Coles’ sales slip back to pre-COVID normal

Coles has reported its first drop in quarterly sales in more than a decade as shopping levels return to normal after unusual panic buying ahead of lockdowns during the same period last year.

The supermarket giant’s boss has, however, welcomed the return to normality as more customers return to CBD shopping centres and frequent its stores more often.

The company reported a 5.1 per cent drop in third-quarter sales to $8.76 billion. On a like-for-like basis, sales were down 5.4 per cent from a year ago.

The bulk of the impact was felt in the grocery segment, with supermarket sales declining 6.1 per cent in the 12 weeks to March 28, to $7.72 billion.

The same period last year had seen double-digit sales growth as an impending lockdown due to COVID-19 triggered panic-buying by shoppers for items ranging from pasta to bread to toilet paper. Same-store sales for the third quarter last year rose 13.1 per cent.

However, the decline this year was offset by a a rise in liquor sales, up 2.6 per cent to $759 million, and a 7.4 per cent jump in Coles Express sales to $275 million.

Online food sales also grew by 49 per cent in the 12-week period.

Chief executive Steve Cain said trading was returning to more normal patterns as customers started to return to CBD stores and shopping centres.

“As people return to work, we’re seeing shopping centres much busier across the country, and that people are now shopping in the supermarkets as well as the other stores,” he said.

“What we’re also seeing for the first time in a year is increased shopping trips and transactions, which is supporting growth in our impulse categories like convenience foods, food to go, and so on.”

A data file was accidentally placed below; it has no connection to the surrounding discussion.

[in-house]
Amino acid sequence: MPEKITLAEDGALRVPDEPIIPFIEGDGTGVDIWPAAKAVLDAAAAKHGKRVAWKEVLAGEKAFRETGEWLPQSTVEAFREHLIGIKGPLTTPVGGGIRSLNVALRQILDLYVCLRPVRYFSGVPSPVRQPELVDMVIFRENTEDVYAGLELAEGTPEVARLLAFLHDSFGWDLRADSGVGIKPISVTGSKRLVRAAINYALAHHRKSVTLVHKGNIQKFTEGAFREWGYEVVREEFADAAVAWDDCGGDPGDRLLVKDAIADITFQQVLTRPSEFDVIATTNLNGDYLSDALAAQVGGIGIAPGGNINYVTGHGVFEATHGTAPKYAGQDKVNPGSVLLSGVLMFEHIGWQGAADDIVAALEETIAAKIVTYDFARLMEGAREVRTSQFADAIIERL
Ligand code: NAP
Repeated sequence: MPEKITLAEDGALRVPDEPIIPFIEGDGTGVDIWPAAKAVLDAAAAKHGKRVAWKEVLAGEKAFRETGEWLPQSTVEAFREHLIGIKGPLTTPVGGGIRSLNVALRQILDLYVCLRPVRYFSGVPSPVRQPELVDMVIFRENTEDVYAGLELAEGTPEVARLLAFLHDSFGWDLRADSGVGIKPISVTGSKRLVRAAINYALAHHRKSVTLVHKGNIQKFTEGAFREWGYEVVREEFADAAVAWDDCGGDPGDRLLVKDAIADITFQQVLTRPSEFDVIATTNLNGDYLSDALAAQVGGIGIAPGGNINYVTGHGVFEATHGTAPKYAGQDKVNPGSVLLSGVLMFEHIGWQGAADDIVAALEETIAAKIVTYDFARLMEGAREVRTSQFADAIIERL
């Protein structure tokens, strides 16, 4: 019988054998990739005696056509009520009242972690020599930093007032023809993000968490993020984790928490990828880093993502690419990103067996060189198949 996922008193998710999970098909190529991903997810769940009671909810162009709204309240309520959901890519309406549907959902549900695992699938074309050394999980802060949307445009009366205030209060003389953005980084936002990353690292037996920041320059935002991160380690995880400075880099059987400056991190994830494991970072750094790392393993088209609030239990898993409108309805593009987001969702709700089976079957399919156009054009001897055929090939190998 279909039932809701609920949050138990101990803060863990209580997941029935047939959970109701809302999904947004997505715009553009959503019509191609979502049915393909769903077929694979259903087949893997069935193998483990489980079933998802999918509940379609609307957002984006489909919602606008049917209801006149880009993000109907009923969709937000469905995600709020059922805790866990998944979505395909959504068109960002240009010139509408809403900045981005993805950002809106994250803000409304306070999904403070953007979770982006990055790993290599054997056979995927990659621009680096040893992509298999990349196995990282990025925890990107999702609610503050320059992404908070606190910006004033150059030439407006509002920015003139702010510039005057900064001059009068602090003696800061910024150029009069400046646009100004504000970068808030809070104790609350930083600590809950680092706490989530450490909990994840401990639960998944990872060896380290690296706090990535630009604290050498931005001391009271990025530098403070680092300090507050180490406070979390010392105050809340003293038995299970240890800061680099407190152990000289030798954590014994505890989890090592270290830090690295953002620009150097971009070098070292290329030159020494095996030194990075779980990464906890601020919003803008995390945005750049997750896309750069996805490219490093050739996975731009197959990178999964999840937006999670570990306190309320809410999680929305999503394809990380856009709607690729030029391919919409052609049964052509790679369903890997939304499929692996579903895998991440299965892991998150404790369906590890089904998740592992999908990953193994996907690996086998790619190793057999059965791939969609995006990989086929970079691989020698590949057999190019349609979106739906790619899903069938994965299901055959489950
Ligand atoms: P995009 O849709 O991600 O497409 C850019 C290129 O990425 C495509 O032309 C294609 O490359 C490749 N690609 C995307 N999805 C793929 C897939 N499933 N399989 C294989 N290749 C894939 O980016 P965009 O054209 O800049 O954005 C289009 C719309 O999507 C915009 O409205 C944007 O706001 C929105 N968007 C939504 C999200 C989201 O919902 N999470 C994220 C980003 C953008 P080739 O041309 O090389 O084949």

Coles had lost market share in the first-half of the current financial year because its stores are more concentrated in metro areas compared to neighbourhood areas. It therefore expects to be a beneficiary of customers returning to the CBD. 

However, COVID safety measures including hand sanitisers and anti-bacterial wipes in stores, which cost the company around $10 million a month, are likely to remain until vaccination is rolled out across the country.

Analysts had widely expected Coles to report an 8-10 per cent fall in quarterly sales. Rival Woolworths, which will report third quarter numbers on Thursday, is also likely to report a drop in sales.

Meanwhile, trading was on the rise in the current quarter, Coles said.

In the first four weeks of the June quarter, supermarkets sales adjusted for ANZAC Day timing increased by about four per cent.

The increase was apparent partly on account of subdued sales in April last year, when social distancing restrictions had kicked in.

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